If Moscow has become more like New York City, New York City has also become more like Moscow. In ten years, it may be easier to buy a McDonalds burger in Moscow than in New York. There were hints of this trend even then, as Robin Williams' character arrives at a posh party only to be stuck talking to a woman who teaches Marxism-Leninism. While the circus performers of the Communist paradise wanted nothing more than 30 minutes in New York, many New Yorkers wanted nothing more than to turn New York City into Moscow on the Hudson.

At the climax of "Moscow on the Hudson", a debate over the choice between order and freedom in a Brooklyn diner on the Fourth of July ends with quotes from the Declaration of Independence recited by a diverse cast of immigrants and a man walking off into the night carrying a sparkler in his hand. The sparkler however has been banned in the entire state since 1997. Governor Andrew Cuomo recently vetoed a bill that would have legalized sparklers at the urging of Mayor Bloomberg.

“The governor believes that safety comes first,” his spokesman said. So much for life, liberty and the pursuit of happiness.

The multicultural island where everyone embraces the ethos of freedom is a cinematic pipe dream. It was a fading memory even in the 80s. In the 90s, Giuliani made New York safe again. In the 00s, Bloomberg made it bankrupt and boring.

Bloomingdale's filed for bankruptcy around the fall of the Soviet Union. Five years after the movie aired, it was already making plans to open stores in Moscow. In 1989, Pravda reported that Soviet goods would be sold in its flagship Manhattan store and a Bloomingdale's would open in Moscow. That never did happen, either under Communism or after it, and the American big retail store model has only been getting shakier ever since.

In the Soviet Union, central government concentrated wealth in Moscow making it a mecca for the rich and powerful. Now central government has been having that same effect on Washington D.C. While New York's star has been fading, along with its illegal sparklers, Washington has become the new Moscow.

Washington is the only city where the average household income stretches far enough to afford a new car. It is the only city where incomes have been growing as if there were no recession. It and its surrounding bedroom communities have become glutted on the wealth of a nation as America's instructors of Marxism-Leninism have discovered that you can have both the red blazer and the red flag.

Like Russians in the 1910s, Americans in the 2010s, are becoming more comfortable with the rhetoric of redistribution and a strong central government that will provide them with stale bread in exchange for their freedom. "What good is freedom?" is the question being asked in every sphere of life and the answer is rarely positive.

If giving up freedom can get you cheaper health insurance, fewer school shootings and less worries about the future, then who needs it anyway?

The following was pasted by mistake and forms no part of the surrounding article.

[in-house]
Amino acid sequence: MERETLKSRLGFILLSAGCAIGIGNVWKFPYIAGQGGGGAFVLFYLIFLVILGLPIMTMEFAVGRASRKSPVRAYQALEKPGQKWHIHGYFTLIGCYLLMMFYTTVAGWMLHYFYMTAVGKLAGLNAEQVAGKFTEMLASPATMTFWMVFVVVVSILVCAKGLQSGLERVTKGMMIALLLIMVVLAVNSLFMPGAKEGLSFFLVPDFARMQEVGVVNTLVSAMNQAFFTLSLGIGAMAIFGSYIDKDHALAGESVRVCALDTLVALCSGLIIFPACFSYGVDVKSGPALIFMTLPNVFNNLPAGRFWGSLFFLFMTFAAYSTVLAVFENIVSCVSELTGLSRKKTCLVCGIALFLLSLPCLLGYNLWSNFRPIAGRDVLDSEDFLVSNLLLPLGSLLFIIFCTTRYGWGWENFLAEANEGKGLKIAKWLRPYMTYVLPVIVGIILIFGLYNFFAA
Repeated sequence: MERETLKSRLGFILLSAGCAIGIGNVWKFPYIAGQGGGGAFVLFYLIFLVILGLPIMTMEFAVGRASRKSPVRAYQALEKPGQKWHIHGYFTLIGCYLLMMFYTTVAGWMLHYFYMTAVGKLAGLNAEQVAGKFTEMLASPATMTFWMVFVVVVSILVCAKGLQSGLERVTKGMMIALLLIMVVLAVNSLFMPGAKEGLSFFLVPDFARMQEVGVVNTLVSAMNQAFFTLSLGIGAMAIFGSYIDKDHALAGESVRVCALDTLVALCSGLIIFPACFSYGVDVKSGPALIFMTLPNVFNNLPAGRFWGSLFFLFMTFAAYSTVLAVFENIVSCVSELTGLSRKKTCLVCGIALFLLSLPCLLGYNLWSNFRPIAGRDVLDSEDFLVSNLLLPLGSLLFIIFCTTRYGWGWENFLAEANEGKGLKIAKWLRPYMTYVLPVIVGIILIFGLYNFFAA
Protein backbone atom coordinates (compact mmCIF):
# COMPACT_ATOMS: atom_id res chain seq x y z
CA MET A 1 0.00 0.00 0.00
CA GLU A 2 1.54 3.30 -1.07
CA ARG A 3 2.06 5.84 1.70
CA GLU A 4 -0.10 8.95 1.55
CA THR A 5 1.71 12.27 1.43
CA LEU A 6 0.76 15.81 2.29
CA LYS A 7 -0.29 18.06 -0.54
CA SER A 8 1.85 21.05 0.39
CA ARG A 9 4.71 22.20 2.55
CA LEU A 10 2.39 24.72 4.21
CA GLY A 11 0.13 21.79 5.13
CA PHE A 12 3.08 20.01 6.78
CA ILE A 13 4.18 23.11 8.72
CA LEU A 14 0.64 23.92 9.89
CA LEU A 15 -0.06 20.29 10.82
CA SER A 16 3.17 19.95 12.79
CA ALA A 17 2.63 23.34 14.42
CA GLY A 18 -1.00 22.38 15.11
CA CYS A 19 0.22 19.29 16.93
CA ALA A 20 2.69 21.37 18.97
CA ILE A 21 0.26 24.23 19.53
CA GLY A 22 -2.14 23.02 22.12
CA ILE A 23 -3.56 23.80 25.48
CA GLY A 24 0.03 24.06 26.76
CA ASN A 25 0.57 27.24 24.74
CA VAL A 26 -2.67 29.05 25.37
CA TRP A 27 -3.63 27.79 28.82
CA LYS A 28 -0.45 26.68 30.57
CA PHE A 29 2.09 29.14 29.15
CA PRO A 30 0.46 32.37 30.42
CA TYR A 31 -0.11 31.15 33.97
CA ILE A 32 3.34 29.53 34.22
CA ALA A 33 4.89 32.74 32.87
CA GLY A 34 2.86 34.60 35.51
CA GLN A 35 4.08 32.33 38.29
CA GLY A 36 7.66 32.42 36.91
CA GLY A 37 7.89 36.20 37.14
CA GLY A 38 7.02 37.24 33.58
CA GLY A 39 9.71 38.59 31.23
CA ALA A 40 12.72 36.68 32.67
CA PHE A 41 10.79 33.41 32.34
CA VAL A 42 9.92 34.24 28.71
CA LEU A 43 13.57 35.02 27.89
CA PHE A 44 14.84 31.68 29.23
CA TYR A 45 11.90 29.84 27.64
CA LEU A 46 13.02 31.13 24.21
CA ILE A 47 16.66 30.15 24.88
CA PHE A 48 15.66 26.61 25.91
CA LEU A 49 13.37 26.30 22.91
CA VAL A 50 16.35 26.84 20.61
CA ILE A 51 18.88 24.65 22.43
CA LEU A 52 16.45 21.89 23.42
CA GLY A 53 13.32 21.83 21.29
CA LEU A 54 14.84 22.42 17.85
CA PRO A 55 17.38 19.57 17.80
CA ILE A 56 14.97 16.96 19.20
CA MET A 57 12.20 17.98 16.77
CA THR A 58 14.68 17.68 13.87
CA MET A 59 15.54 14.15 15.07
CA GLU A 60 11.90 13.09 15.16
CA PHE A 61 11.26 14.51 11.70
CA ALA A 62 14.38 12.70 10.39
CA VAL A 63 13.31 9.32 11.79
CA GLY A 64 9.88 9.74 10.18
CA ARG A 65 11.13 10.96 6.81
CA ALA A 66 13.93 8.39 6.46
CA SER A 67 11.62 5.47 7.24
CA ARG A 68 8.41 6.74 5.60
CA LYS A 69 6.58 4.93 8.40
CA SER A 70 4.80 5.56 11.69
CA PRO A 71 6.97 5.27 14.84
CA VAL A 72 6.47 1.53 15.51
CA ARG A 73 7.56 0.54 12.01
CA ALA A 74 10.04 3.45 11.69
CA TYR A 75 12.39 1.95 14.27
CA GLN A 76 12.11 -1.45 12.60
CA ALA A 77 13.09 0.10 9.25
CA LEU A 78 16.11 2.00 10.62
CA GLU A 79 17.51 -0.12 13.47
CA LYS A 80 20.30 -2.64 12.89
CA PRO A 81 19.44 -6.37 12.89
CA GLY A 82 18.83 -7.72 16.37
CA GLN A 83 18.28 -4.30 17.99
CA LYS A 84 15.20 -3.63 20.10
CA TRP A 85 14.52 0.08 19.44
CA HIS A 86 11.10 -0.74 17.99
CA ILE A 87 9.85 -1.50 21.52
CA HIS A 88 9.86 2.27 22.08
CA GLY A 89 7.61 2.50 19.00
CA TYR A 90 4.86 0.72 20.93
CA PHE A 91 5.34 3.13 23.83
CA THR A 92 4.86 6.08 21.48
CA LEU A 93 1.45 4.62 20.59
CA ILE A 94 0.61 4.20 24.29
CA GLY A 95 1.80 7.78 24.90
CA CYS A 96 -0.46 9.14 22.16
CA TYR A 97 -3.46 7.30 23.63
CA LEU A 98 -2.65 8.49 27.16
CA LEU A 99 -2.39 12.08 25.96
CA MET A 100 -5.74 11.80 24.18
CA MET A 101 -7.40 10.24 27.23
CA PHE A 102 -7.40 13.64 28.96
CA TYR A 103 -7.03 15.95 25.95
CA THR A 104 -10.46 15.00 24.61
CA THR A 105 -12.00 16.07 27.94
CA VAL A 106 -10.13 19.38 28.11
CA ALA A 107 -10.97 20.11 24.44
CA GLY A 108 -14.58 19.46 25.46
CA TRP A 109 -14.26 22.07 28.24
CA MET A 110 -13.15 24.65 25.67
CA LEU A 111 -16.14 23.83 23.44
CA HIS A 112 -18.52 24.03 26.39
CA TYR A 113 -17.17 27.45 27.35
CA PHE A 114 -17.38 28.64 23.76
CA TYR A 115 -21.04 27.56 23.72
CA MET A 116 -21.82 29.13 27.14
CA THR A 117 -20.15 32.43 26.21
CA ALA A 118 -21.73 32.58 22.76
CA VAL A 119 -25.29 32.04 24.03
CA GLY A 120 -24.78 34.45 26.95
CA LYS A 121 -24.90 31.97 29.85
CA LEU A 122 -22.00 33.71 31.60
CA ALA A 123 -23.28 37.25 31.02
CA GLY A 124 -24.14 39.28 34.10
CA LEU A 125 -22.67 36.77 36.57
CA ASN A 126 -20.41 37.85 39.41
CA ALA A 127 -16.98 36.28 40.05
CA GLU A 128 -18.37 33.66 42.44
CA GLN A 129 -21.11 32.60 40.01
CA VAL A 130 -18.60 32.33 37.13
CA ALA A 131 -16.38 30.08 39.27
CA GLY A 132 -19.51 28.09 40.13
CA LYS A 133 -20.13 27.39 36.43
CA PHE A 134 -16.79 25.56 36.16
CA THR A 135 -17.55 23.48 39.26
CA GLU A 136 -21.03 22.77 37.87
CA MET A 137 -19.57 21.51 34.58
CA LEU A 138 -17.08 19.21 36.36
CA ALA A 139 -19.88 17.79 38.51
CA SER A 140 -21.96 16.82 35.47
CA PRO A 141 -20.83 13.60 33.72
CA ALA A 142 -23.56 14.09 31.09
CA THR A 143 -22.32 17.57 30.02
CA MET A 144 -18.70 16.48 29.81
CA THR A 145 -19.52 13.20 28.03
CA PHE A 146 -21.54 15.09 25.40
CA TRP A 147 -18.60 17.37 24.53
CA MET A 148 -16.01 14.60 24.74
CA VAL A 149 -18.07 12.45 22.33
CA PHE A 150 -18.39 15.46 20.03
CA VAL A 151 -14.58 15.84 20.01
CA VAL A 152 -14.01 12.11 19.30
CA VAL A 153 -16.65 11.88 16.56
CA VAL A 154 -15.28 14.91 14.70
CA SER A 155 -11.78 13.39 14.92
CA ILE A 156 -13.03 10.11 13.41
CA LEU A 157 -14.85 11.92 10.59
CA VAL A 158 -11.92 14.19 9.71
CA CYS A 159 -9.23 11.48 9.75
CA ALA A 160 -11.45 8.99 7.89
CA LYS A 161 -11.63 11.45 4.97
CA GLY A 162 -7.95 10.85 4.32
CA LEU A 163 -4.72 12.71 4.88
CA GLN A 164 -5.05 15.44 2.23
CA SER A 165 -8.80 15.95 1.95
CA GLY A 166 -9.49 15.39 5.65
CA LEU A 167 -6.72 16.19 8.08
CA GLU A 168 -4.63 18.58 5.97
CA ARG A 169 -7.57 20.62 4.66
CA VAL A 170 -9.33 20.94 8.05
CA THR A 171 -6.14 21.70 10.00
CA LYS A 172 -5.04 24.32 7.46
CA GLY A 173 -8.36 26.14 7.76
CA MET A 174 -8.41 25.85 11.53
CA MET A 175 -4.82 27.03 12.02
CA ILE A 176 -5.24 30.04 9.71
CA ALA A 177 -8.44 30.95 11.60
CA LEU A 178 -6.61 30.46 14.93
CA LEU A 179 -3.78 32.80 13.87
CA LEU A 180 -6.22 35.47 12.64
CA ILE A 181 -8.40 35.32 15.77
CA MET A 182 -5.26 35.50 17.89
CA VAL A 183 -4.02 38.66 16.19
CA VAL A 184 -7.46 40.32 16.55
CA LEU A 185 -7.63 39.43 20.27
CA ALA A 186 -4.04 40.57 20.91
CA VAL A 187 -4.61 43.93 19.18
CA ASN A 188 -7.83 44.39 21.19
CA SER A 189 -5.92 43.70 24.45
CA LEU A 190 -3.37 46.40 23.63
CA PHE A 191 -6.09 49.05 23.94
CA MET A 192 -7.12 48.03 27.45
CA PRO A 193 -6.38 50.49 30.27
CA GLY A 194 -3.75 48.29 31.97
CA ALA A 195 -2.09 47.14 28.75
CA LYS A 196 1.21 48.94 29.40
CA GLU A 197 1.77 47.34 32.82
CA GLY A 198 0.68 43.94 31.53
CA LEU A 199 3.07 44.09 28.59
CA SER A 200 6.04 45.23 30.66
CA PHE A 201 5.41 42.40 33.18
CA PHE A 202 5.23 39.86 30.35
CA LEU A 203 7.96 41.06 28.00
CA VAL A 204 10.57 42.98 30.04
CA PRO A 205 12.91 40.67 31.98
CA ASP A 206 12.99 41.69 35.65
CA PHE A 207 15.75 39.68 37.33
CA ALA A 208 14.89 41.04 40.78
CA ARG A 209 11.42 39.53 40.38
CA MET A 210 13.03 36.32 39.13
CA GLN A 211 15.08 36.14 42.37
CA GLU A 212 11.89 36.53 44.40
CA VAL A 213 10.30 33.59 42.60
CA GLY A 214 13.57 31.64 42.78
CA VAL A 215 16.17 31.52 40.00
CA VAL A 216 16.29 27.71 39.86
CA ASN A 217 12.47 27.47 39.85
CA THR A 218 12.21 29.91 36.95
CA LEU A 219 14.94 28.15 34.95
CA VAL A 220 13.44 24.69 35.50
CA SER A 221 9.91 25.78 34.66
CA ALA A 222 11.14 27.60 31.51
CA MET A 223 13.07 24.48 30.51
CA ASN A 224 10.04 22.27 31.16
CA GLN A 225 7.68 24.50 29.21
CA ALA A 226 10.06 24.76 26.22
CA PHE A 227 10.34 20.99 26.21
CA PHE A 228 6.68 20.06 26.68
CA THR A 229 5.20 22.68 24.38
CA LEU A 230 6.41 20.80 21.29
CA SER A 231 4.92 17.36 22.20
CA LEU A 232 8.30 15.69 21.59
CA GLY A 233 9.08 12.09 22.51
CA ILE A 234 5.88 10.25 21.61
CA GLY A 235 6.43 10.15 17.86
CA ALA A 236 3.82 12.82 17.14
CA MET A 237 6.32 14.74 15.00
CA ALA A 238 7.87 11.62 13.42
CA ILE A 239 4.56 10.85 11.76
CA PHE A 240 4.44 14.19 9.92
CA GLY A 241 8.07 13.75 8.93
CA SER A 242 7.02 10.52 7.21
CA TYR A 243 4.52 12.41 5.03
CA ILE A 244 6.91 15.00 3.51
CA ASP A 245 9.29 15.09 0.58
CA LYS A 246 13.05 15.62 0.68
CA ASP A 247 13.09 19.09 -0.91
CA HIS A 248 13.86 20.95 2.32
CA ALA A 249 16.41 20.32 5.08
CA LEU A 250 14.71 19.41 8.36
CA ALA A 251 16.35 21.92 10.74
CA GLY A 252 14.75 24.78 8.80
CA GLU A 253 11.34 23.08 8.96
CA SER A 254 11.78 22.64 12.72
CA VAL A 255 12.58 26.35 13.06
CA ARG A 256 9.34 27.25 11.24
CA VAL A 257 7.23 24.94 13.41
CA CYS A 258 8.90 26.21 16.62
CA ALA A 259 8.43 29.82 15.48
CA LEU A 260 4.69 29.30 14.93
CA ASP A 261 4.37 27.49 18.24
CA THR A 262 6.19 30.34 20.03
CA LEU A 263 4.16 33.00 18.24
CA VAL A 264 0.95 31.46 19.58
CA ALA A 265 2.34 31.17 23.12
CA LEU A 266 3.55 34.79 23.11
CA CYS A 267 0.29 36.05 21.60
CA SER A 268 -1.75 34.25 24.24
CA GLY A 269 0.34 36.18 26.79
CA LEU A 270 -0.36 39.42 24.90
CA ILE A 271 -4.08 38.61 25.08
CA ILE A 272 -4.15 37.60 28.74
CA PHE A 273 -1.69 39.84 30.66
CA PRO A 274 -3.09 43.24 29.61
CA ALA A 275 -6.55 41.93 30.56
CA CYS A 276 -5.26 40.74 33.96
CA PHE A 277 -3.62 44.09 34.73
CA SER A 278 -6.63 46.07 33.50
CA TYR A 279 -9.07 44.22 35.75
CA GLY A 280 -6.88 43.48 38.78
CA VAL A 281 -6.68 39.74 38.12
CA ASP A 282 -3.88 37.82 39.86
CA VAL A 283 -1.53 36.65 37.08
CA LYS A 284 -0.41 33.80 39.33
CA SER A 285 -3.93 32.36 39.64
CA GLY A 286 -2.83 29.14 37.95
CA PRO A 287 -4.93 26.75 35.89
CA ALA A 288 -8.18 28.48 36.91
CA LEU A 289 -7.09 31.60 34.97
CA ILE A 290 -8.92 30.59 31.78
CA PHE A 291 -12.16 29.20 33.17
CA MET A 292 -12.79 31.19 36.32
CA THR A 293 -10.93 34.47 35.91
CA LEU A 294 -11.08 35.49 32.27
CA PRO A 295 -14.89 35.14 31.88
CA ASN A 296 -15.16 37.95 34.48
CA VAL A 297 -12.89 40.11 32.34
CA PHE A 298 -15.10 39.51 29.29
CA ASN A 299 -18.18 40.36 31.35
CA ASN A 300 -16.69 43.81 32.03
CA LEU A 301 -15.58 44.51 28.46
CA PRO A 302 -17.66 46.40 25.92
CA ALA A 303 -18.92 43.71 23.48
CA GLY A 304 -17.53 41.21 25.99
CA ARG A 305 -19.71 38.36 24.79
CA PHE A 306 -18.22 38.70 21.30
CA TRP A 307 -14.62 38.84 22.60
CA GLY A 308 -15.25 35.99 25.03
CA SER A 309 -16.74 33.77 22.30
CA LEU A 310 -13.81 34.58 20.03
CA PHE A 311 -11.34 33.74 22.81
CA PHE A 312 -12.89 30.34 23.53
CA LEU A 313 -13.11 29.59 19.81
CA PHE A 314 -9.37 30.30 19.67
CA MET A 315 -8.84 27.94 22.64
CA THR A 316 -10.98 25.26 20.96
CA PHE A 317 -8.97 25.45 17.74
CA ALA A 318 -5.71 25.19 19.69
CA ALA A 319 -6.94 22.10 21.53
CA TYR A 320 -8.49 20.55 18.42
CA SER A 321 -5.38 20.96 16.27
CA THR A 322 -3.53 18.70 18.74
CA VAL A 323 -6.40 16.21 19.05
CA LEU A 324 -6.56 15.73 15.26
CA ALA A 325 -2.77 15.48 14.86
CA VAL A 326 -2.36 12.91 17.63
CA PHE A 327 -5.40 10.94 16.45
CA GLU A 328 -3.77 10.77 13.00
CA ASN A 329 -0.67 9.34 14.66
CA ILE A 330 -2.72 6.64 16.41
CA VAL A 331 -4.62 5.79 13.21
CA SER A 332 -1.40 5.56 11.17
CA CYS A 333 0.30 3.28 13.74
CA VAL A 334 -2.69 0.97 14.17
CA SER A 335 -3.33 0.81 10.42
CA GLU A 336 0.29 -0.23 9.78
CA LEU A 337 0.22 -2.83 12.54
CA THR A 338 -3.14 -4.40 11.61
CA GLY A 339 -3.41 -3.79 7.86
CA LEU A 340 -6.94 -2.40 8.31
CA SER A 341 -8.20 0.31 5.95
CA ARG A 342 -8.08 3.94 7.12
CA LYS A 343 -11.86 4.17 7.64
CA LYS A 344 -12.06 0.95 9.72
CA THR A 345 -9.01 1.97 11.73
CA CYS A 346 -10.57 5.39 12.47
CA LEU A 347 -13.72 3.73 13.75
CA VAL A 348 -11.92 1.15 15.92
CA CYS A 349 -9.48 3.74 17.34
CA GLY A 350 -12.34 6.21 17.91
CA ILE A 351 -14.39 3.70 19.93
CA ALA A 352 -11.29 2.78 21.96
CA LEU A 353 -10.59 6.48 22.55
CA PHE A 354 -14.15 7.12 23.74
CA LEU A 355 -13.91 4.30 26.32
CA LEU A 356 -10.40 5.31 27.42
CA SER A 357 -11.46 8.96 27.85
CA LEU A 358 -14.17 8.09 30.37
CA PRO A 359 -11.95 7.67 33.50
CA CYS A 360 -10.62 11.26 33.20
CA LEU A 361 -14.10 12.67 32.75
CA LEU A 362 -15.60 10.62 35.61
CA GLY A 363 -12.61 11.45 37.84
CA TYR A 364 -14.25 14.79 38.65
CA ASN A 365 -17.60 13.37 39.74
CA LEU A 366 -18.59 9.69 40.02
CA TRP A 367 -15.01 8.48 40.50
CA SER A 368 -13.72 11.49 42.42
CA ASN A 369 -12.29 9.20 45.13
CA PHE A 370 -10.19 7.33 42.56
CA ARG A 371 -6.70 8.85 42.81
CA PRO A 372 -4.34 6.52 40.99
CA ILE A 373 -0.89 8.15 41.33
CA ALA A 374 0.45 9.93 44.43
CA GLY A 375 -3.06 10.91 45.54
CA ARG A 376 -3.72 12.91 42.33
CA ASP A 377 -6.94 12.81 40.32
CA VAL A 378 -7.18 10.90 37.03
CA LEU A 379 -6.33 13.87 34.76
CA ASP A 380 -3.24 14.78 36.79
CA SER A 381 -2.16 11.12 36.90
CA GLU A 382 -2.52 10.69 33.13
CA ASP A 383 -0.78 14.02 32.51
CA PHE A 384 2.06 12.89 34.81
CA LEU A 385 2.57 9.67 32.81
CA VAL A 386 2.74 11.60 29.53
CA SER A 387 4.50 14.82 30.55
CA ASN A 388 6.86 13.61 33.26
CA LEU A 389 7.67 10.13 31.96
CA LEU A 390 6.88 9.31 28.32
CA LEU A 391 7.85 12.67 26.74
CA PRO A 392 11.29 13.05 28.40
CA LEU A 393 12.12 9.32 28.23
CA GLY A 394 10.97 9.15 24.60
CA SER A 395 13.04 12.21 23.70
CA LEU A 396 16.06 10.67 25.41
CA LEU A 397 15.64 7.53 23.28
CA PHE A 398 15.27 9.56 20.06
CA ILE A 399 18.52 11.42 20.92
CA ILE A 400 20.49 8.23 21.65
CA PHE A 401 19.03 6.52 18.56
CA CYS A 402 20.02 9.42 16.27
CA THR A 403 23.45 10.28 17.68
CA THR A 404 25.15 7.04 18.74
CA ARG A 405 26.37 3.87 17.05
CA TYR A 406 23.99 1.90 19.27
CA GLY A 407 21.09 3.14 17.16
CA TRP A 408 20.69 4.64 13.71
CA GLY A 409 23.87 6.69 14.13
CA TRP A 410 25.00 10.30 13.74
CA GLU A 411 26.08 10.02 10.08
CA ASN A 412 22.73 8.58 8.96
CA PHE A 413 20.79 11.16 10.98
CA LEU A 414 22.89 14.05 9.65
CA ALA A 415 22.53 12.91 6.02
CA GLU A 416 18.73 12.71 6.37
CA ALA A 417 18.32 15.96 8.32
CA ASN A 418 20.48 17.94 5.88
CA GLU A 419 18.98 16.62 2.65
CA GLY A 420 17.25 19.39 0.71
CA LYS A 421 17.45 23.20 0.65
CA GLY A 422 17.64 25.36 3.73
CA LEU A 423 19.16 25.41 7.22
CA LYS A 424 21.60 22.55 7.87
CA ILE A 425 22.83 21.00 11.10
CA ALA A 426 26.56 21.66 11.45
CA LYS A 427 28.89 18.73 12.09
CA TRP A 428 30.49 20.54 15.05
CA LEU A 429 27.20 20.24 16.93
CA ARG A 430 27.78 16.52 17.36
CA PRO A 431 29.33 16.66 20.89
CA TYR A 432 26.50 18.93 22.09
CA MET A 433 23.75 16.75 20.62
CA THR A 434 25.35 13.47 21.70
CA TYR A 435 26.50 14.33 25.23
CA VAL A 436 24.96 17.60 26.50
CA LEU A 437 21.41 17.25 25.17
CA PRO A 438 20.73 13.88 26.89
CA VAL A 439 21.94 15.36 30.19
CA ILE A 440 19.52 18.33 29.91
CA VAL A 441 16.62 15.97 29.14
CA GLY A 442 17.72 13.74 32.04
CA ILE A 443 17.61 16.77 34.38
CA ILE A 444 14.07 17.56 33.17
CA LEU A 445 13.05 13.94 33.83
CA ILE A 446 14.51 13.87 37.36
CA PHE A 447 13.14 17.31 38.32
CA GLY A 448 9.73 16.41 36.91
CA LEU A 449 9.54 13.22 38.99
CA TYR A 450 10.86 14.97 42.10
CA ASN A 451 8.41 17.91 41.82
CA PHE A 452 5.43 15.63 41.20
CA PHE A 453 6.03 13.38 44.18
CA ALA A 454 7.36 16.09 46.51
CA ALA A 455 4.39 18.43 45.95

During the Cold War, many Russians and Chinese saw an America where you could live like a king and Americans saw a Soviet Union where the government took care of you. The old Communist countries have remade themselves into totalitarian capitalist entities where you can make a lot of money and never have to read the writings of Lenin or Mao, so long as you don't challenge those in charge. America is remaking itself into a totalitarian Socialist entity where the government will take care of you, badly, and where you are expected to read the politically correct indoctrination of the day and where you had better not challenge those in charge.

Russia and China have not become that much more free, but America has become far less free. Many of its immigrants have not embraced an ethos that traded order for freedom, but instead they want what the Russians wanted, the glitzy wealth of Bloomingdale's with the security of a Socialist state. Those two things do not go together. Instead what they have gotten is an oligarchy running up huge bills on their credit to pay for everything under leaders who sound less like America and more like Moscow.


  1. Just a common 'tater6/3/13

    DC, NYC, LA, New York State, California, and a host of other states and cities are in race to see who can gut the Constitution and Bill of Rights fastest. Of course this is "sold" to the voters (both real and virtual) for choose one: a) the sake of the children b) to protect us from terrorists c) to prevent gun violence d) our health. As our manufacturing base and jobs disappear, more Americans become more dependent upon government largesse. At the same time more illegal immigration is not only encouraged, but rewarded, with many jobs given to the low bid under-the-table crew or the H1B crew. America is circling the drain folks, and our fearless leaders pulled the plug. We now have an oligarchy that is doing everything possible to keep the average american: 1)dependent upon the government 2)a slave to perpetual debt that cannot be cleared in bankruptcy 3)marginally educated 4)disarmed and 5) distracted by meaningless arguments over oxymoronic terms like sequestration and jobless recovery. It is hard to tell which is more useless, the hot air from the politicians (talk about global warming and green house gasses!) or the celebrity worship pushed by the main stream media. I could go on, but you do a pretty good job of describing it in more colorful terms and with better detail.

  2. Evgeni Akhremenko6/3/13

    Nothing wrong with Communism for America. I look forward to it and the end of this silly Capitalistic Imperialism that destroys the world.

  3. Anonymous6/3/13